Read the article here.


Thursday, February 2, 2012

Sugar: Education Not Regulation

Marion Nestle, Food Politics writes today that a prestigious science magazine in the UK has published a commentary that "sugar is toxic and should be regulated". We regulate tobacco and alcohol for public health's sake; why not sugar?

Their rationale?

  • Consumption of sugars has tripled over the last 50 years.

  • Many people consume as much as 500 calories a day from sugars (average per capita availability in the U.S. is about 400 calories a day)

  • High intake of fructose-containing sugars induce metabolic syndrome (high blood pressure, insulin resistance), diabetes, and liver damage.

  • Sugars have the potential for abuse.

  • Sugars have negative effects on society (mediated via obesity).

  • Too much of a good thing can be toxic.

I am strictly laissez-faire when it comes to people's right to choose. Chacun a son gout. I also have an abiding faith in human nature: when we know better, we do better if we want to.

"Want to" is crucial.

If people want to smoke, they're going to smoke even when they know the consequences. If people want to drink... and so on. We cannot legislate a health consciousness. But we can create public awareness to set the table for lifestyle change, as the tobacco industry has learned.

As someone who is interested in real food, good food and good health, would you knowingly eat 400 sugar calories a day? At 15 calories per teaspoon, that's 26.7 teaspoons of sugar every day! Added sugar, not naturally occurring.

The fact is that sugar and its evil twin high-fructose corn syrup is "hidden" in so much food that people buy for supposed health, they simply don't know how much of it they ingest. reports:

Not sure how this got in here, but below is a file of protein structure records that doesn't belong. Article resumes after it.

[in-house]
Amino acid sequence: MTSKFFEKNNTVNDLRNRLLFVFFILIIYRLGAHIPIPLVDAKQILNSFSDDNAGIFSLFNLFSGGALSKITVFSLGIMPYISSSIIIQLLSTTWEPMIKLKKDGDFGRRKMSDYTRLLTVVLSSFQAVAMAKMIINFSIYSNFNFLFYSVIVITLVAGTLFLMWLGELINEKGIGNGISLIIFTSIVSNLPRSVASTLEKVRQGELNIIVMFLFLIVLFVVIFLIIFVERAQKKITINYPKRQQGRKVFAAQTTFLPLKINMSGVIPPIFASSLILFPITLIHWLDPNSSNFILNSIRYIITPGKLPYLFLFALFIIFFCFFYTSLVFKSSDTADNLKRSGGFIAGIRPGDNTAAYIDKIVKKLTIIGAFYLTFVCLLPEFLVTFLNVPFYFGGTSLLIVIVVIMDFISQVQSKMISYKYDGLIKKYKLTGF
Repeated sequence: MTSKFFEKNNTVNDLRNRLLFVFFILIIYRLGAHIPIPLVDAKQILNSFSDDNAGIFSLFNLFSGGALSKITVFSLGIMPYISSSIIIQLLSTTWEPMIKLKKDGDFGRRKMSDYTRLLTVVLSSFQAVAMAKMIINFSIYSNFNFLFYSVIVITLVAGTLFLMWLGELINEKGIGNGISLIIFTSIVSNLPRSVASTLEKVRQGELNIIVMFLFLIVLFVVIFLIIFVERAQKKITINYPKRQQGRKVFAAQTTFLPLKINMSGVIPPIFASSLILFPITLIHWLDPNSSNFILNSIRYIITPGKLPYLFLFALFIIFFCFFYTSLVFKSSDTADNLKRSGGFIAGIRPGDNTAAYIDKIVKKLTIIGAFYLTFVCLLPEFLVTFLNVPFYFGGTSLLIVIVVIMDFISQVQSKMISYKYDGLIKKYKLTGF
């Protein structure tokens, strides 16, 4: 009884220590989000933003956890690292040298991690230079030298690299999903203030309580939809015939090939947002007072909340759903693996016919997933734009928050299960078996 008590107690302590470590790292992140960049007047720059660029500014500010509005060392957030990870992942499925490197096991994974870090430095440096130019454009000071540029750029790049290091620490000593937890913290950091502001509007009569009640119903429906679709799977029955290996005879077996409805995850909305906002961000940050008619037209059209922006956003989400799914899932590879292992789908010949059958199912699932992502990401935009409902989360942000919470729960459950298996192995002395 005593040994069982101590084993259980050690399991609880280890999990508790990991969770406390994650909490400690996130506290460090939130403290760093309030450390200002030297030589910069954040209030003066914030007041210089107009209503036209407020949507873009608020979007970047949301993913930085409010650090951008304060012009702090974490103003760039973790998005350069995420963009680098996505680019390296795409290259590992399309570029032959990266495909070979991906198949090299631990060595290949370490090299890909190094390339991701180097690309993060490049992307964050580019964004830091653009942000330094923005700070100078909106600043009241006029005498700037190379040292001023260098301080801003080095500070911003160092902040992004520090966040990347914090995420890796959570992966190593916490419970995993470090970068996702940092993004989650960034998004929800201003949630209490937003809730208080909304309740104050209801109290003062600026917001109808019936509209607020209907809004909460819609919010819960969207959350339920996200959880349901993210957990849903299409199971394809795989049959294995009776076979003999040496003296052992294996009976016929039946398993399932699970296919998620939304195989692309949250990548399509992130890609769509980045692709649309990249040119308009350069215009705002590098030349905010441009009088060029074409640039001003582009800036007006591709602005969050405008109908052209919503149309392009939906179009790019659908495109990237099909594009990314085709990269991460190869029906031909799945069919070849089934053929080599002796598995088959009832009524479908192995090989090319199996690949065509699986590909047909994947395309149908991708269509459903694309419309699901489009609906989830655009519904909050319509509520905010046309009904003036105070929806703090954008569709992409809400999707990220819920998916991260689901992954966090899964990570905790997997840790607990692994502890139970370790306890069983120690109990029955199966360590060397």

Ruby red grapefruit is a health gem, but as juice, it brims with sugar. In fact, a 10-ounce glass of grapefruit juice contains 10 packets of sugar! Before you quench your thirst with this sweetened beverage, be sure to check out these five nutrition label facts.

Breakfast cereal for kids has so much sugar, we might as well feed them cookies for breakfast.

So why not label the damn products honestly to make people aware of their true sugar consumption?

Then we get to choose our poison as it were.

Wednesday, February 1, 2012

Silicone Serving Plates

Covo Silicone Serving Plates by Nao Tamura

Seasons silicone serving plates by Nao Tamura for Covo are a must have for people who serve food as a feast for the eyes as well as the appetite. They marry beauty to practicality.  Buy them online at Unica Home. 
we are fairly aware of the great and wonderful changes silicone has made to the chefs and the cooking process. heat and cold resistant, the stuff is only vulnerable to sharp objects.

enter nao tamura, who realized that a molded silicone item could be functional AND decorative. add a bit of finishing by hand and you have a beautiful naturalist form. stackable, dishwasher safe (although we suggest handwashing)- a thousand uses ranging from cookware to service to decor.